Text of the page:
The Fort Worth Zoo and Dallas Zoo announced Tuesday that they will reopen their doors to the public on May 29 with health and safety measures in place.
Gov. Greg Abbott announced Monday that zoos can reopen with 25% capacity and guidelines to keep guests and employees safe.
Both zoos are requiring guests to make reservations and purchase tickets online in advance. Both zoos will have signage to remind guests of handwashing, wearing masks and social distancing.
Employees will clean bathrooms and high-touch areas like handrails, viewing glass and door handles.
Indoor exhibits will be closed, per the state's guidelines.
At the Fort Worth Zoo, guests must make online reservations prior to their visit.
The zoo will also close indoor exhibits, limit capacity at restaurants and stores to 25%, increase handwashing stations and increase the cleaning of frequently touched surfaces throughout the zoo.
There will be extended summer hours from 9 a.m. to 5 p.m. Monday through Friday and 9 a.m. to 6 p.m. on Saturdays and Sundays.
“We’re excited to welcome families back to the Zoo, to give them the opportunity to get outside and reconnect with wildlife,” said Michael Fouraker, the Zoo’s executive director. “We have made a number of changes and improvements that will allow us to make a safe start on this new season.”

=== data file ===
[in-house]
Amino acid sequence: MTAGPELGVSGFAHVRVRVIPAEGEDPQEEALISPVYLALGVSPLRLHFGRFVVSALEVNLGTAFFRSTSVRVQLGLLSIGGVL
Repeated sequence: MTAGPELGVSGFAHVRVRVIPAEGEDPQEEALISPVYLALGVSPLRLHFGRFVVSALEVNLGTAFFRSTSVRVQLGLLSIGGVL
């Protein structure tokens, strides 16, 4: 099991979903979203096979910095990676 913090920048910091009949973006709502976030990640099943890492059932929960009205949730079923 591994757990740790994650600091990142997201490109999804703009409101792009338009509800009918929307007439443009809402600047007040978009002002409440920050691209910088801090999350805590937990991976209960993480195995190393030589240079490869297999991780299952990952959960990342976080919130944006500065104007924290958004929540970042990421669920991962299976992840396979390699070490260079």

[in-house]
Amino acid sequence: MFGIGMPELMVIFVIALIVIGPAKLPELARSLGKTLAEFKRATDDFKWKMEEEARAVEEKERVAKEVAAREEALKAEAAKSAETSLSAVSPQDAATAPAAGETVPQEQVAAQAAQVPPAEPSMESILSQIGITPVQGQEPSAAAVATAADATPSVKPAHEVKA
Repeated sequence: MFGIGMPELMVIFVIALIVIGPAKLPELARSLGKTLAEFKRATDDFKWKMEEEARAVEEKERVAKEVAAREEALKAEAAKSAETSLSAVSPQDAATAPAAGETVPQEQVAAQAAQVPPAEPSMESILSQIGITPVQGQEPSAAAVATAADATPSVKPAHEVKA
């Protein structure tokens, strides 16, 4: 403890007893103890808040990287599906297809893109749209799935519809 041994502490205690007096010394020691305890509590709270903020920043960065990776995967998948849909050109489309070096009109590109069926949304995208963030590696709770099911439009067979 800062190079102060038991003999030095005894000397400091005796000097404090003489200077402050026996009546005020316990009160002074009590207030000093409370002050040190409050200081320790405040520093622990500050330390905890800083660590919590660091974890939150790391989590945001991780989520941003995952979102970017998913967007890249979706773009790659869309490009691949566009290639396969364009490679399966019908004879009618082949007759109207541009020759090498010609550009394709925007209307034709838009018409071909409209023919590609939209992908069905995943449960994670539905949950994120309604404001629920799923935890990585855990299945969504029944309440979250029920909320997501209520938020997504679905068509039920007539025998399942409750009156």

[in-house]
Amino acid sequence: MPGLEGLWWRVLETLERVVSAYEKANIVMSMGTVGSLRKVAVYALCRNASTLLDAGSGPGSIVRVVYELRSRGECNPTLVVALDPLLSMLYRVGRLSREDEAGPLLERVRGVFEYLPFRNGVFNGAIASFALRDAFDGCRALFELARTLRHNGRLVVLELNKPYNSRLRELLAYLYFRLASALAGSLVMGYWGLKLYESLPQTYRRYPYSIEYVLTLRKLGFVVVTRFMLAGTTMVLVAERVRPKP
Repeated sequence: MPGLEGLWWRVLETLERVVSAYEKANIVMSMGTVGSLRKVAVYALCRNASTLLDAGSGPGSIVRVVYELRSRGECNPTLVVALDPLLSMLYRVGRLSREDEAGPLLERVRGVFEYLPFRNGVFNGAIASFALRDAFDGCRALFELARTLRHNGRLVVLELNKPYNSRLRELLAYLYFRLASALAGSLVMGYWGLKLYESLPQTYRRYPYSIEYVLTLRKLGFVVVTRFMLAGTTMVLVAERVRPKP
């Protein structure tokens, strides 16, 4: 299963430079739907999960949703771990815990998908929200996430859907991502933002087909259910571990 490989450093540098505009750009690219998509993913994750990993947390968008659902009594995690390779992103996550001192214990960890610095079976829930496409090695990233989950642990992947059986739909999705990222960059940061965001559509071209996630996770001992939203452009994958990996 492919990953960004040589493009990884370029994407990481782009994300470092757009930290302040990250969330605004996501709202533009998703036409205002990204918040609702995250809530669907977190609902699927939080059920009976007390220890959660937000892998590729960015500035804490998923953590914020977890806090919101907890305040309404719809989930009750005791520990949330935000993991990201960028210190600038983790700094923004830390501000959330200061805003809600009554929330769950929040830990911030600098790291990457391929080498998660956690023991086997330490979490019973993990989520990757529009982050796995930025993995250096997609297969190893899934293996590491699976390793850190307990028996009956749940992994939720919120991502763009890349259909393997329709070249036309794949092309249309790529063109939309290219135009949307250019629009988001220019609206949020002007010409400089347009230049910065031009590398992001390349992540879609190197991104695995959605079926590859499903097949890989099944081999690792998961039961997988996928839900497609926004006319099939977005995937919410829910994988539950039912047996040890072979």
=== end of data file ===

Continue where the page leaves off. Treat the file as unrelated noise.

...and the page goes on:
The Dallas Zoo will reopen May 29. Guests must pay for parking online in advance, along with purchasing tickets and making reservations online to keep person-to-person interactions at a minimum.
Every person visiting the zoo over the age of 2 is required to wear a face mask because of the city's policy for city facilities, including the zoo.
There will also be 65 hand sanitizing stations throughout the zoo.
The zoo also laid out one-way only paths in certain areas to allow for appropriate social distancing.
Animal care staff is working on staggered schedules to insulate teams should a possible virus exposure occur.
"Additionally, all of our zoologists, managers, nutritionists and veterinarian staff will continue using personal protective equipment (PPE) anytime they are working with our animals, their food, or anything else with which the animals may come in contact," the zoo said.
Third-party occupational health and safety scientists were brought in to review the reopening plan and safety protocols.
"It was important to us to be able to validate the planning we had done,” said Gregg Hudson, CEO and president of Dallas Zoo. “We are experts at operating the Zoo and keeping our guests and staff safe in many situations. But when it comes to dealing with the recovery from a global pandemic, we thought it was prudent to seek additional guidance from a seasoned team of scientists and occupational safety specialists.”